Lansing pediatric office emphasizes the importance of HPV vaccines

Tina Stevens and patient Mari Lamb

Pediatric Care of Lansing treats HPV vaccines as a part of all adolescent immunizations. That philosophy, along with checking patient immunization records at each visit, helps the practice maintain a high rate of HPV vaccination among both male and female adolescent patients.

“We pull MCIR records on every patient regardless of whether they’re coming in for a sick visit or a physical,” says Tina Stevens, medical assistant for the practice. “We also give reminder cards to parents when their children get a first dose to remind them of when the second and third doses are due.”

For patients the practice doesn’t see regularly, the medical assistants sometimes mail reminder cards telling them which immunizations are due. “Sometimes parents who don't bring their children regularly aren’t aware that their kids didn’t receive all their immunizations,” says Stevens.

"Sometimes the state of Michigan sends immunization records to parents to inform them of immunizations their child hasn't received," she continued. "We receive calls from parents who believed their child was up-to-date on his or her shots. We explain that even though HPV vaccine is not required, it is still highly recommended by our doctors. These reminders can start a dialogue about the HPV vaccine."

The pediatric practice and its doctors maintain a focus on immunizations. Doctors and medical assistants educate parents by giving them a brief overview and making sure they have information sheets on the vaccines that are due. It’s not an overly aggressive push. “But we are doing something right,” says Stevens. “More than half of our adolescent patients have received all three doses of the vaccine.”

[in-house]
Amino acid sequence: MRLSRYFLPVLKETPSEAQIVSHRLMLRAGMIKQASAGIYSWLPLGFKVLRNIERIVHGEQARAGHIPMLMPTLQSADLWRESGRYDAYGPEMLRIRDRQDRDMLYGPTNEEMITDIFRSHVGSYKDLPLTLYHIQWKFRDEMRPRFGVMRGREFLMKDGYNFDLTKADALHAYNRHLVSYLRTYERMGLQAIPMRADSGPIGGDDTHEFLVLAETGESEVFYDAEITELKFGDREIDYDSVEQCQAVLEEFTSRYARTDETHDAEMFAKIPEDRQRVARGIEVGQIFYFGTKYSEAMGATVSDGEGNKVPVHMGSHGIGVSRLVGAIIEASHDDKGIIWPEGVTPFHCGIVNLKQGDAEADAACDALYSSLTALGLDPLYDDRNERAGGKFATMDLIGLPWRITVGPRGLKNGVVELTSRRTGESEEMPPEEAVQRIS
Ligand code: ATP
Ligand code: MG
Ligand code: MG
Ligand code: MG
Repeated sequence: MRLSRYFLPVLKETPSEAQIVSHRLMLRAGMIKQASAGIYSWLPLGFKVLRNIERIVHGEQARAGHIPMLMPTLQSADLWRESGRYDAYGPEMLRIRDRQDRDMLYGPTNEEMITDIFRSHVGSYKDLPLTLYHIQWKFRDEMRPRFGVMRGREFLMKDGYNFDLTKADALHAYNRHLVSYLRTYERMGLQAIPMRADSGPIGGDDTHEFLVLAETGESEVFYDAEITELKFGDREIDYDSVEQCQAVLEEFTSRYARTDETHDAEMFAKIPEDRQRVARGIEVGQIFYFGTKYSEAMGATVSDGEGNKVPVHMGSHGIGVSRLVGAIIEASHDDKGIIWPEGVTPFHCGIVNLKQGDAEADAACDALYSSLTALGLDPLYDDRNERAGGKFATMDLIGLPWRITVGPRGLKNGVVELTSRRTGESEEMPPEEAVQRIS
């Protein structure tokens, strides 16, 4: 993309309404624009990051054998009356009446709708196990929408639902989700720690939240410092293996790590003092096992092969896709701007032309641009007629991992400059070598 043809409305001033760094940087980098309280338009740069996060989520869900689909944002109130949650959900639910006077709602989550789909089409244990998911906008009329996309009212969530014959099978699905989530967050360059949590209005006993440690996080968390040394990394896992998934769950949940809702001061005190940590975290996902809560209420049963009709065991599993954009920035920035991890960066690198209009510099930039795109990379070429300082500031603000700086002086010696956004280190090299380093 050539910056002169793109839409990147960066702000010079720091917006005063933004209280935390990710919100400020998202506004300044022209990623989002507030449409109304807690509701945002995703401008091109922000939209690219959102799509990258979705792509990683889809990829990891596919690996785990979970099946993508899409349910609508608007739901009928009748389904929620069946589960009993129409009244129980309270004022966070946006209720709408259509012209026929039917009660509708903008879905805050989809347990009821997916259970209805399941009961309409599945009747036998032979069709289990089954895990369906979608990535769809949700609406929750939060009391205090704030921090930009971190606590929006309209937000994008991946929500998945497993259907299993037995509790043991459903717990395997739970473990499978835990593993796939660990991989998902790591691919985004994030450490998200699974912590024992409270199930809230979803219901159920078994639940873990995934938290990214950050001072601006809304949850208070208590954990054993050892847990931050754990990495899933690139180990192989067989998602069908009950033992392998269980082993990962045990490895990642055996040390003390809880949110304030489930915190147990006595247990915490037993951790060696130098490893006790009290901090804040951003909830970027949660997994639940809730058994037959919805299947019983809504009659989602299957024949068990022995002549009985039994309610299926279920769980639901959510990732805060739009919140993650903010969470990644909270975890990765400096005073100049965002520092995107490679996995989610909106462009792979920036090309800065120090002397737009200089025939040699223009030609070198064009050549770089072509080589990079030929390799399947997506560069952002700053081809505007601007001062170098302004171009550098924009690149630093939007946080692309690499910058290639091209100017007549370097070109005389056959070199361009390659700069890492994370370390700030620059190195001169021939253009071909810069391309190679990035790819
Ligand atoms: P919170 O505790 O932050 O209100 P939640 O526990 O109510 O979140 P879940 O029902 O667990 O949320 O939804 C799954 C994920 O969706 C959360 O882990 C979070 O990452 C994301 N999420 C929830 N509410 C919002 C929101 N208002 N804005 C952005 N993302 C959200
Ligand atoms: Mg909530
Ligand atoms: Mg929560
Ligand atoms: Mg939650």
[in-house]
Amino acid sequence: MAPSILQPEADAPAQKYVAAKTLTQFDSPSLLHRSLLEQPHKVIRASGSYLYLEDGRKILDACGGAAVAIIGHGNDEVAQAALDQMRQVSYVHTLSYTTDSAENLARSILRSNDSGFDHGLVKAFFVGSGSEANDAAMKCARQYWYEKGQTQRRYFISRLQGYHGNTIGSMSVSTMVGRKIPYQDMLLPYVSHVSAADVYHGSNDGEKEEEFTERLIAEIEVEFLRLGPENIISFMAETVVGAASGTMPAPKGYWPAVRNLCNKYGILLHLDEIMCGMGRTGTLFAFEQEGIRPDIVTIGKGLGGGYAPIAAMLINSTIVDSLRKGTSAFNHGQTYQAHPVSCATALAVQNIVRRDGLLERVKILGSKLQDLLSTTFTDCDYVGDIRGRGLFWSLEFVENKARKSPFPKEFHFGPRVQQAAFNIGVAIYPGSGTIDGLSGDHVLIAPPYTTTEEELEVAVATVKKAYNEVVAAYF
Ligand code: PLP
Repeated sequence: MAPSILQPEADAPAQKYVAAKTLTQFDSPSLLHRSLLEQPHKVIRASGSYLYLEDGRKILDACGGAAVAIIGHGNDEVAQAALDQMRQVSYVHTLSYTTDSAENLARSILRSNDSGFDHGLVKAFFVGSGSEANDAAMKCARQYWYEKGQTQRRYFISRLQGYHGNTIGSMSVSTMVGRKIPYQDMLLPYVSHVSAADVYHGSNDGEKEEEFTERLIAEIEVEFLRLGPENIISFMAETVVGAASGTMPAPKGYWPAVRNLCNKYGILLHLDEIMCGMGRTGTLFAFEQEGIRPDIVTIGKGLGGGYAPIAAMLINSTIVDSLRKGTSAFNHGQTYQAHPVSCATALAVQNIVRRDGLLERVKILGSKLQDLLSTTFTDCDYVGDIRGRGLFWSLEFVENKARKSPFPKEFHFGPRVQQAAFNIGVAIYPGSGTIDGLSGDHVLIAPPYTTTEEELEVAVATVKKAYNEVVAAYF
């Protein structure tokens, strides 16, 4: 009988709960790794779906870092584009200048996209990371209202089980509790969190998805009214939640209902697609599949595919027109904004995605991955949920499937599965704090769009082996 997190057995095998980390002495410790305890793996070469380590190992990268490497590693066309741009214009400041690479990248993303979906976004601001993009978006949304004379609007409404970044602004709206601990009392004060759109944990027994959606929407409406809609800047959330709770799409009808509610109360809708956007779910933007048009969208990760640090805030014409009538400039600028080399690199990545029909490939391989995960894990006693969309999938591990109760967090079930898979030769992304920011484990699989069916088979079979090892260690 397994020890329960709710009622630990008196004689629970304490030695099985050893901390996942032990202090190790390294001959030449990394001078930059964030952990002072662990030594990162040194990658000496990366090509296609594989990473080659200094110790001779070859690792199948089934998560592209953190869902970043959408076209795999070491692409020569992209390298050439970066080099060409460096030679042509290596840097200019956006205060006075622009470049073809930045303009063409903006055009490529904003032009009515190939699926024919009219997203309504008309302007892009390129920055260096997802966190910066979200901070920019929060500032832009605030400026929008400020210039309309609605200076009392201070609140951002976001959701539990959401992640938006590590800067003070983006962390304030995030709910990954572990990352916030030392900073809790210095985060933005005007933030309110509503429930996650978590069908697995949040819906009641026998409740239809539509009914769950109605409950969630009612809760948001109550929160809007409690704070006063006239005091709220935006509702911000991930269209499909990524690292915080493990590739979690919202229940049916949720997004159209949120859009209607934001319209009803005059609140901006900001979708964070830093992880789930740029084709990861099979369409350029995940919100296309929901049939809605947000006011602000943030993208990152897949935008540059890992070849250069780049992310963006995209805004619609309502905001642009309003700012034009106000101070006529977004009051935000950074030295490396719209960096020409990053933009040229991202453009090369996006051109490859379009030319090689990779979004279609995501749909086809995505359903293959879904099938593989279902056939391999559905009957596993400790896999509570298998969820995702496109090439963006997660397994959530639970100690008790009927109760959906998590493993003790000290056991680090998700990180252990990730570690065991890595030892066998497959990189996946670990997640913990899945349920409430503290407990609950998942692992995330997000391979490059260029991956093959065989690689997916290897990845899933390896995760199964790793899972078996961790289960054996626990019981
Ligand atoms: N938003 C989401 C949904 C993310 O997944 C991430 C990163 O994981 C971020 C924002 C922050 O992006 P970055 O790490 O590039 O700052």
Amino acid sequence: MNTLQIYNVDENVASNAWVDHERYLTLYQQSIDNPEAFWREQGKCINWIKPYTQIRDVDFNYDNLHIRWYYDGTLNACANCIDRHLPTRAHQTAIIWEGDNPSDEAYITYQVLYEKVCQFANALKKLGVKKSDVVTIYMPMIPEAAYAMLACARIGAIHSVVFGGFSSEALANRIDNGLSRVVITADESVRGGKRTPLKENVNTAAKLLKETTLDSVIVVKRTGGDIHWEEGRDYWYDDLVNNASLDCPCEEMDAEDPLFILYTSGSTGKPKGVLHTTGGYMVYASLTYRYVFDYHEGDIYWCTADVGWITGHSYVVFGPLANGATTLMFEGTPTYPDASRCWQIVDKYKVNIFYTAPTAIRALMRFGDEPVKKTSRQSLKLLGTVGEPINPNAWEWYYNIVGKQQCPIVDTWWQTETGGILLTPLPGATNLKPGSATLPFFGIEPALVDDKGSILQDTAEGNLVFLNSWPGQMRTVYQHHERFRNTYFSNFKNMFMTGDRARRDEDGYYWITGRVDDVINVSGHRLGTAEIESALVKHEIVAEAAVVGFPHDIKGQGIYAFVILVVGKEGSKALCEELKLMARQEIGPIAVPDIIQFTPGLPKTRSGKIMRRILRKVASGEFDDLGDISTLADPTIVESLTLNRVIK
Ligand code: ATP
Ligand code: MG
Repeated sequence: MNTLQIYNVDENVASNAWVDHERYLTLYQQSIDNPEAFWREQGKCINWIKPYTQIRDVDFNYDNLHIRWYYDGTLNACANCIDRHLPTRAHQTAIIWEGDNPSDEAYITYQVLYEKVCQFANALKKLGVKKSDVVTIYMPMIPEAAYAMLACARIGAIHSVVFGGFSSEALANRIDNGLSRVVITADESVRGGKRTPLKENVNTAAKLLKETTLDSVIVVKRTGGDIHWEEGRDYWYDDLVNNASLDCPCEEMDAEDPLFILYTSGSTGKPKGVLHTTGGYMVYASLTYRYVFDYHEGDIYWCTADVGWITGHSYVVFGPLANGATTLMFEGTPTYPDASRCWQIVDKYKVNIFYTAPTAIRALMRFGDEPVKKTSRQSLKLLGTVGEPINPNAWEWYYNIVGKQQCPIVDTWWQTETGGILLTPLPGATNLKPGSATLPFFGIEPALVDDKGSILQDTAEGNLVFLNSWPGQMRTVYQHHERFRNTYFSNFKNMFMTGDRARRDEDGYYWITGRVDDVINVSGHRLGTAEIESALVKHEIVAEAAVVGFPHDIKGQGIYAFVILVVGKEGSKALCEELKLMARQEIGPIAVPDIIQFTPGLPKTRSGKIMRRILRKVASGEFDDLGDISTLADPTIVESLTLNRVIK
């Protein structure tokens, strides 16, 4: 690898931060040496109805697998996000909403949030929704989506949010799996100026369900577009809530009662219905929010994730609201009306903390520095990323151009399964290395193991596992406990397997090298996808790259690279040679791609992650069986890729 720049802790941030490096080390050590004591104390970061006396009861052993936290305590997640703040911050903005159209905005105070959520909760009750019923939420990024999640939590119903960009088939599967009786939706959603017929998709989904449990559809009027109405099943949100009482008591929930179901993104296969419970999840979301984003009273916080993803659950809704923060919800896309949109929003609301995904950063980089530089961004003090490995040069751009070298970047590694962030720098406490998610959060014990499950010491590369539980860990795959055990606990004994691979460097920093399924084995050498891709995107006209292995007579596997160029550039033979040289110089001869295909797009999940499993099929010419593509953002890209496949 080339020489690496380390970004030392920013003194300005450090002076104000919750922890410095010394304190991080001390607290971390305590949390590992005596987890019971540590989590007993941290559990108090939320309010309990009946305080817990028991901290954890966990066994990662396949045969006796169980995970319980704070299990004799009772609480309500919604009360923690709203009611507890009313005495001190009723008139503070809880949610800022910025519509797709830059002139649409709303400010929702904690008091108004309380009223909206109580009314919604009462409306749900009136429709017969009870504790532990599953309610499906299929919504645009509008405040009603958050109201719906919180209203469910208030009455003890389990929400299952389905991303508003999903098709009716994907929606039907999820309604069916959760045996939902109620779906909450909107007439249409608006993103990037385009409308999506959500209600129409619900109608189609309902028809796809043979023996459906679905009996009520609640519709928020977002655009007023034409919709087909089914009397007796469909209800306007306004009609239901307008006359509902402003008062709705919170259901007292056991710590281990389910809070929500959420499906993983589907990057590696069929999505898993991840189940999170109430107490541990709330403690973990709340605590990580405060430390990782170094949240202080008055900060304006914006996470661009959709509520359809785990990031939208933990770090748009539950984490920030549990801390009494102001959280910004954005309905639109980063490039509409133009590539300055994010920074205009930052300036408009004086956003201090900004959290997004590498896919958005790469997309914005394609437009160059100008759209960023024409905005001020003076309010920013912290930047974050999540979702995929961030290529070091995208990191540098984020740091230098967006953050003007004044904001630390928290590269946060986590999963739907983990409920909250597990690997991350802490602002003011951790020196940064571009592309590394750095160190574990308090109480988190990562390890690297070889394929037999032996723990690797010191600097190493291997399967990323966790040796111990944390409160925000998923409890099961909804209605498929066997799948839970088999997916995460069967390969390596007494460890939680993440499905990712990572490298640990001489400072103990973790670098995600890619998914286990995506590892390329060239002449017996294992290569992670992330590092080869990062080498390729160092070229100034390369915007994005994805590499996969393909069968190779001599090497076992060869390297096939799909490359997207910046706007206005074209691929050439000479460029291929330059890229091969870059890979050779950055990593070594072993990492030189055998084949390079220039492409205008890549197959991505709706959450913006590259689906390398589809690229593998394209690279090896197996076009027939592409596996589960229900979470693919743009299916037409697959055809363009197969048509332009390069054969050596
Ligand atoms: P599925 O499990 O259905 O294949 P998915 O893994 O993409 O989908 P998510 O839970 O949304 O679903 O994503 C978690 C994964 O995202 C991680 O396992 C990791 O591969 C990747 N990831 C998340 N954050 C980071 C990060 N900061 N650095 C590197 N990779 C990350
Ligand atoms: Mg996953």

Stevens says the practice hasn’t experienced any barriers to vaccinating for HPV because they promote several vaccines together. “We tell parents, ‘Your child is due for meningococcal, HPV and Tdap.’ We ask if they know what those vaccines are and sometimes we get questions specifically about the HPV vaccine. It’s a little easier now that the HEDIS® measure looks at those three vaccines together instead of the HPV as a separate measure.”

Stevens says providing the HPV vaccine is also easier now that the recommendations have changed for HPV and only two doses are required if the child gets his or her vaccine at the recommended age between 9 and 14.

When a parent is unsure about starting the vaccine series for a child, one of the doctors in the practice, David Lipsitz, M.D., says he personalizes the conversation. "I emphasize this is one of the few vaccines to prevent cancers. 'Wouldn't you want your child to receive a vaccine that could help prevent cancer?'" he explains. Dr. Lipsitz also noted that studies done over the past 10 years that the vaccine has been available show a decrease in cervical cancer.

HEDIS® is a registered trademark of the National Committee for Quality Assurance.